Those less desirable, even, in some cases, invasive natives, are only a small portion of the overall species’ numbers in our exclosure. For instance, with all the rampant undergrowth, only a small patch of hay-scented fern survives, yet one study, back in 1989, found that as much as 30% of Pennsylvania’s forest understories are blanketed in hay-scented and New York ferns. Striped and red maple seedlings, in many forests the only tree species that are regenerating, are far outnumbered in our exclosure by oak and black gum. All of the wildflowers inside the exclosure are natives. So too are the native Virginia creeper and wild grape vines. The only non-natives in the exclosure are a multiflora rose and a couple Japanese barberry shrubs. Because this is an experimental plot, we are not removing them. We want to see what happens to them as the natives continue to spread.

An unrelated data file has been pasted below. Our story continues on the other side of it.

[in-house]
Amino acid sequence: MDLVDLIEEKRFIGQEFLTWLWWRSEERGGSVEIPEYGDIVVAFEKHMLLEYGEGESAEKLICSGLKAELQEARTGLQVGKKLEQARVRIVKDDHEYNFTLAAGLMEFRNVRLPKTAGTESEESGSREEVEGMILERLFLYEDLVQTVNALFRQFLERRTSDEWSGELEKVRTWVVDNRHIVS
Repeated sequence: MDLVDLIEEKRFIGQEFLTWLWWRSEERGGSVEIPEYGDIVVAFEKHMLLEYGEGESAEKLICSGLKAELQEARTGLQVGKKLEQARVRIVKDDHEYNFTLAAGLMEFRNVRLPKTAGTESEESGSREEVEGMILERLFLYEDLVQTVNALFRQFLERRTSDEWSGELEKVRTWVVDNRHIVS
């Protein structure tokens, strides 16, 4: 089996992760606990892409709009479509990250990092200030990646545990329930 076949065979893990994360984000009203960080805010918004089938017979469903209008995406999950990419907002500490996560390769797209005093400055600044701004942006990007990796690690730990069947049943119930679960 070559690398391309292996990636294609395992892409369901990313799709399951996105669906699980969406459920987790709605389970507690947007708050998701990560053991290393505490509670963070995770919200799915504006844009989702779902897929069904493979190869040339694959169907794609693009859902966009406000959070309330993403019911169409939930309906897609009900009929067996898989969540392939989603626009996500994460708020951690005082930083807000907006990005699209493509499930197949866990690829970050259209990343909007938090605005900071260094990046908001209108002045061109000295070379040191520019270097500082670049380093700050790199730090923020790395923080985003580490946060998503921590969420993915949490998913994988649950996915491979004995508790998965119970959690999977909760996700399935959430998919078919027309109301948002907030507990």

In a recent study by researchers at the USDA Forest Service’s Northeastern Research Station in Warren (PA), which tested the effects of various numbers of deer on the Allegheny National Forest, they discovered “that deer affected the abundance and density of all plants; the horizontal and vertical structure of the forest; species abundance of wildflowers, shrubs, and birds; species composition and biodiversity of the forest understory and resilient versus deer-preferred foods,” according to Forest Science Review.
“We think we know our forests,” says one of the researchers Dr. Susan Stout. “But in Pennsylvania and many other parts of the Northeast, deer abundance has changed our forest so much and for so long that we truly don’t know how our forests would look without too many deer.”
Certainly having our exclosure has made us acutely aware of what is not growing outside the fence as well as what is growing inside. It also shows us how quickly some plants recover, such as the black gum, and how slowly, if at all, other plants come back. Every year there are more surprises.